15 March 2014

15 March 2014

victoriansansalpha 760x100This one is dedicated to my fellow “Book Bandit”, James, who is preparing to depart on a solo trek up the California coast in a couple of weeks time.  He will be hiking from Orange County to the Golden Gate Bridge and anticipates it will take about 40 days.  He made the mistake of inferring he was going  to lash a a Barbie doll to his backpack.  Today, several of us had a little fun at his expense.  This was my skewer!  All in fun.

The prompts are:
1. She moved like a breeze
2. Now that’s funny
3. I’m not your problem

Begin Writing
After a week on the road I discovered Malibu Barbie had stowed away.
She wouldn’t go home and I couldn’t just leave her.
I decided to let her come along for the trip.

After ten days on the road I found, to my surprise, that
I like having her around.
I just wish she’d talk more.
It’s lonely out here.

When the wind comes up she moves with the breeze. So graceful.
After two weeks on the road I told her that I loved her.
I told her how much I enjoy dancing with her as we work our way up the coast.
“Now that’s funny,” she said, “keep walking.”

After three weeks on the road I begin to suspect that she is stealing food and putting something in my water, but I have no proof.
I resolve to watch her more carefully.

It’s been four weeks and that bitch is really getting on my nerves.
Constantly humming and singing that song. Over and over again.

She has a way about her. Power that I could never have imagined.
I believe she even controls the geography and the very road that we traverse.
She has made it all uphill. There is no respite from the climb.
I hate her. She has to go.

There is a high bridge in Big Sur.
I made good use of it
Her final plea was, “Wait James, I’m not your problem.”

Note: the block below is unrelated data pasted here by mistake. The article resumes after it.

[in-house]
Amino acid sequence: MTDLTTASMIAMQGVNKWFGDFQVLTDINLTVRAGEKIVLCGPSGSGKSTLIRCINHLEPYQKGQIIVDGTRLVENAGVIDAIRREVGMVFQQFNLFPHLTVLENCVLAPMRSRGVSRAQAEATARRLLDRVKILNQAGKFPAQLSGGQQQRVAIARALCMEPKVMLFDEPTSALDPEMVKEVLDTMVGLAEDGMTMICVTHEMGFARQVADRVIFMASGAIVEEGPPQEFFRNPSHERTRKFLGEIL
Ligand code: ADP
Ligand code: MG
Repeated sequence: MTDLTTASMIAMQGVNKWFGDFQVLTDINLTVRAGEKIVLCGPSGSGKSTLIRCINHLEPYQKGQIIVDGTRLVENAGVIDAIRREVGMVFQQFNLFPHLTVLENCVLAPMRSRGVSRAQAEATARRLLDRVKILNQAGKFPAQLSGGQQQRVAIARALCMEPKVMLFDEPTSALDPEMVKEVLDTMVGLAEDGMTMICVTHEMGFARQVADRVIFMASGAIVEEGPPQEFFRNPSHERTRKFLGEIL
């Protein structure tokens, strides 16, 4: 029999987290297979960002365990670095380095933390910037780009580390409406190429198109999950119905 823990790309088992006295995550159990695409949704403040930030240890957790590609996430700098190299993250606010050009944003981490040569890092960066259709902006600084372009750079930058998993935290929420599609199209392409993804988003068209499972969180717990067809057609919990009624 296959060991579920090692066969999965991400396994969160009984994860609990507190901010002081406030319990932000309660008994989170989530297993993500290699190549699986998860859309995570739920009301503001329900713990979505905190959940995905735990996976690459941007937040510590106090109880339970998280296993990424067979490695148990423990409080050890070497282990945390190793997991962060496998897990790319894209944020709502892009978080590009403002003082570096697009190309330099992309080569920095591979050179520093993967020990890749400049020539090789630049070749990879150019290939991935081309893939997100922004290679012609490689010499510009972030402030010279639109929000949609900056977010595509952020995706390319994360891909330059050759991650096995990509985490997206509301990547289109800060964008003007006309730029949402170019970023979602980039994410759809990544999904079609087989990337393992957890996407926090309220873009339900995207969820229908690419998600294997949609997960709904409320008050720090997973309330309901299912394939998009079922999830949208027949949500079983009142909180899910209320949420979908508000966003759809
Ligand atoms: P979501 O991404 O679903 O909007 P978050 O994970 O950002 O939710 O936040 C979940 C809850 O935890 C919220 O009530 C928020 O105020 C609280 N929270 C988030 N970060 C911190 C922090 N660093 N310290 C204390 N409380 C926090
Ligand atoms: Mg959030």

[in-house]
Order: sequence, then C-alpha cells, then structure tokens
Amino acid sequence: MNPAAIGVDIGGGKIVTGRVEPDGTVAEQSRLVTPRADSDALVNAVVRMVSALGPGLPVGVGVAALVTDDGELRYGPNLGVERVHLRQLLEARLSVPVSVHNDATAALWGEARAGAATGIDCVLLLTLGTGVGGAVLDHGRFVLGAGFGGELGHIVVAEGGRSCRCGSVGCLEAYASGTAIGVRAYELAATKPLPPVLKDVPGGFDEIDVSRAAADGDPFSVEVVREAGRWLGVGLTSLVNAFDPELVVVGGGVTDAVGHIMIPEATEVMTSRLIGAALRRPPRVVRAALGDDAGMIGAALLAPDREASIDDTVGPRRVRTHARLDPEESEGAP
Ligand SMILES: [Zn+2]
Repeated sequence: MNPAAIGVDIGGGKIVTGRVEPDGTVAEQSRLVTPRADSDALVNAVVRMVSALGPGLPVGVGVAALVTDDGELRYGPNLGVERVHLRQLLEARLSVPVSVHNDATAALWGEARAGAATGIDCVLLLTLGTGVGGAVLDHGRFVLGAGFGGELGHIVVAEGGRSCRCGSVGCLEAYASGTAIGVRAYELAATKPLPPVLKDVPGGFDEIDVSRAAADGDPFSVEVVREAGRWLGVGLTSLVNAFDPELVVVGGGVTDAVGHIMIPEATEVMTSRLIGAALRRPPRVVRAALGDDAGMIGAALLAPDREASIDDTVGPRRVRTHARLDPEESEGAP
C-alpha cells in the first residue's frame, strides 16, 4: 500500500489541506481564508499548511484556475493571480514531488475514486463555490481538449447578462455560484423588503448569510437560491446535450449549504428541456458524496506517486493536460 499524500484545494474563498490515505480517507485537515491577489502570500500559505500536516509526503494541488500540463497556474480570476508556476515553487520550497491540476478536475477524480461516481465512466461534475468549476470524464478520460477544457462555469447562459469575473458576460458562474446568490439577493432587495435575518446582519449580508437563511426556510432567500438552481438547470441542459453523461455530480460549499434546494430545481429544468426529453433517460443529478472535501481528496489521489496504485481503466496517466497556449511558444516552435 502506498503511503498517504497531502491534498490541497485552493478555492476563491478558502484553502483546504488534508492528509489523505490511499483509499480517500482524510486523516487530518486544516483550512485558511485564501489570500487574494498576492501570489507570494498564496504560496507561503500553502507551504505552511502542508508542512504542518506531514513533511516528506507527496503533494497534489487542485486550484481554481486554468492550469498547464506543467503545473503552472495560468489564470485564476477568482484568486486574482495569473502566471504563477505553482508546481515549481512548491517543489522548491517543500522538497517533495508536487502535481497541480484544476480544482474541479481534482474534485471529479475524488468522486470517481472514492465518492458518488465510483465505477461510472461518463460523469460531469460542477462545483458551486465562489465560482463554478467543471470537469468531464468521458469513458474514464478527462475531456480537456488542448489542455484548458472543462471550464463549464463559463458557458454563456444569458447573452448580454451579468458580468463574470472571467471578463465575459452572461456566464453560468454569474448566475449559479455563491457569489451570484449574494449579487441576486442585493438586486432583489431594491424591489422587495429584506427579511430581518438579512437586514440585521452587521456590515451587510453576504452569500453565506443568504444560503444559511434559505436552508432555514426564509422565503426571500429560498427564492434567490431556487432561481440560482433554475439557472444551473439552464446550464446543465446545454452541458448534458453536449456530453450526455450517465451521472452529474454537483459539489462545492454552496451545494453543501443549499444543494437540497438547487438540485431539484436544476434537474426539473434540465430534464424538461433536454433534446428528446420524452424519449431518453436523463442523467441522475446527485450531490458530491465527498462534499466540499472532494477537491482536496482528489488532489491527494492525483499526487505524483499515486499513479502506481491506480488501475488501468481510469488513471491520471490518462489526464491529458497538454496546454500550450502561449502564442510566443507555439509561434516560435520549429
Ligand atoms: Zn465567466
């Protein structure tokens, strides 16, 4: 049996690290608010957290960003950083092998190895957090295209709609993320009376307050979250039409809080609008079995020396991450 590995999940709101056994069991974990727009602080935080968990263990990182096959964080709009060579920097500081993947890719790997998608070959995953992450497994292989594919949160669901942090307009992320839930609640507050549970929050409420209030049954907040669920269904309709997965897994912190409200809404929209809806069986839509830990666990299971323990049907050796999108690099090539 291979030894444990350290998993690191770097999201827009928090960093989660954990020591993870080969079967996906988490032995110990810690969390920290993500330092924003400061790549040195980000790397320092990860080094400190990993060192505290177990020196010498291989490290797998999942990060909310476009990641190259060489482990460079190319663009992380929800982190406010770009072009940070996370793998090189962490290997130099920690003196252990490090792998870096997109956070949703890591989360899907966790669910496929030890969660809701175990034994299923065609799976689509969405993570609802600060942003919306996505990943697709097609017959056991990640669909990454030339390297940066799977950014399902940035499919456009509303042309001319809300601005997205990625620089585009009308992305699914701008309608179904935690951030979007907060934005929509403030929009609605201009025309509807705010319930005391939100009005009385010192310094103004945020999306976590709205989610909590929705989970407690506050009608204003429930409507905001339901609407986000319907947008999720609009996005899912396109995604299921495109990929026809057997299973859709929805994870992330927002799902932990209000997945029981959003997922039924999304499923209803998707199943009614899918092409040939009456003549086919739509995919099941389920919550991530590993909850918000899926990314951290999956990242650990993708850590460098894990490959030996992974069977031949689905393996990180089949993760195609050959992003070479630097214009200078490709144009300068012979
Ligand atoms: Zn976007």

It was peaceful in Monterey.
It was quiet in Moss Landing and I treated myself to lunch at Phil’s.
I waved to the hippies in Santa Cruz.

Sausalito, at last. There are doctors to meet me here and a friendly policeman.
The doctors tell me that they are going to take me somewhere to rest. They say I look like I could use a good, long rest.
The policeman asks only, “What did you do with Barbie?”

Time is up. Put down your writing implements and step away from the paper.

Daily Prompt: Pour Some Sugar on Me

Daily Prompt: Pour Some Sugar on Me

 What is your favorite sweet thing to eat? Bread pudding? Chocolate chip oatmeal cookies? A smooth and creamy piece of cheesecake? Tell us all about the anticipation and delight of eating your favorite dessert. Not into sweets? Tell us all about your weakness for that certain salty snack.


Hell on earth.  That’s where I was.  I knew it too.  I knew as soon as I walked into the house and heard them cackling in the kitchen.  Quickly I spun and reached for the door – too late.  It slammed and immediately I heard my mother, “David, honey, is that you? Come see who’s here.”

I didn’t have to go see.  I could hear them in there.  My mother’s sisters, my aunts; Beryl and Moncine had come to visit.

I knew I had to venture into the kitchen.  I didn’t want to.  I wanted to turn on the TV and watch Sea Hunt or Flipper.  I wanted to go back outside.  I wanted to hide under the bed but, I summoned up all my courage, stood as tall as I could and shuffled into the fiery depths of hell.

When I got to the kitchen, my aunt Moncine was leaning into the refrigerator, her oversized derrière pointed directly at me, Beryl was standing by the stove with a cup of coffee and a huge smile stretched across her skeletal visage.  My mother was leaning against the sink, a cigarette clutched in her talons, beaming at me.  Everything slipped into slow motion. My aunts heads slowly got big then small, then big again as they leaned in on me pinching my cheeks, tousling my hair, and slapping wet kisses all over my face.  It was horrible.

Silently, I screamed trying to send a telepathic message, “Help me Mom, protect me!” But, she encouraged them laughing the entire time.

I heard her telling them about my achievements at school: student council, art club, youth choir.  It was all a blur.

“David’s Social Studies report was selected to be hung on the wall in the cafeteria at school.” Cackle cackle.

“Look how big he’s gotten.” Caw caw, Nevermore!

“A real little man.” Bwah ha ha ha.

“Come here honey and give your Aunt Beryl a big hug.”

“Boil, bubble; toil, trouble.”

Then they delivered the coup-de-gras.

“Isn’t he sweet?  I could just eat him up!”

I dropped my school books and ran.


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